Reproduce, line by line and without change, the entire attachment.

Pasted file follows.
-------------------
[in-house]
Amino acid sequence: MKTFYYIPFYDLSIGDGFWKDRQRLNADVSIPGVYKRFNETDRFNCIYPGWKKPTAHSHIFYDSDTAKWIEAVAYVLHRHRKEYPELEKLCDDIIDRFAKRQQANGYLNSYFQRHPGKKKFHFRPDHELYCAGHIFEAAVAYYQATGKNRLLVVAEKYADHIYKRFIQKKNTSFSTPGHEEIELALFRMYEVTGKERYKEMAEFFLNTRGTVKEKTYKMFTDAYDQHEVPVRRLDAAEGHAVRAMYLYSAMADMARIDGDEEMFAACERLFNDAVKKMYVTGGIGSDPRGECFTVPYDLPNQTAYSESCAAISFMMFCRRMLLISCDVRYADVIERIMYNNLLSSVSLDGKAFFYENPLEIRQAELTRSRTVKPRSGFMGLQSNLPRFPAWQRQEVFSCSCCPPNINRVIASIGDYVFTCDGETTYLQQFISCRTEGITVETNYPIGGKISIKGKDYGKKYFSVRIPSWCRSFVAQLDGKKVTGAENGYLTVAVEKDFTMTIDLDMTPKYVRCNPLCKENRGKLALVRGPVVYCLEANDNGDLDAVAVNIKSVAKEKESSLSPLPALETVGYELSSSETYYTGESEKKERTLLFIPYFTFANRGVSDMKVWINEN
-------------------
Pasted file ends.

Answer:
[in-house]
Amino acid sequence: MKTFYYIPFYDLSIGDGFWKDRQRLNADVSIPGVYKRFNETDRFNCIYPGWKKPTAHSHIFYDSDTAKWIEAVAYVLHRHRKEYPELEKLCDDIIDRFAKRQQANGYLNSYFQRHPGKKKFHFRPDHELYCAGHIFEAAVAYYQATGKNRLLVVAEKYADHIYKRFIQKKNTSFSTPGHEEIELALFRMYEVTGKERYKEMAEFFLNTRGTVKEKTYKMFTDAYDQHEVPVRRLDAAEGHAVRAMYLYSAMADMARIDGDEEMFAACERLFNDAVKKMYVTGGIGSDPRGECFTVPYDLPNQTAYSESCAAISFMMFCRRMLLISCDVRYADVIERIMYNNLLSSVSLDGKAFFYENPLEIRQAELTRSRTVKPRSGFMGLQSNLPRFPAWQRQEVFSCSCCPPNINRVIASIGDYVFTCDGETTYLQQFISCRTEGITVETNYPIGGKISIKGKDYGKKYFSVRIPSWCRSFVAQLDGKKVTGAENGYLTVAVEKDFTMTIDLDMTPKYVRCNPLCKENRGKLALVRGPVVYCLEANDNGDLDAVAVNIKSVAKEKESSLSPLPALETVGYELSSSETYYTGESEKKERTLLFIPYFTFANRGVSDMKVWINEN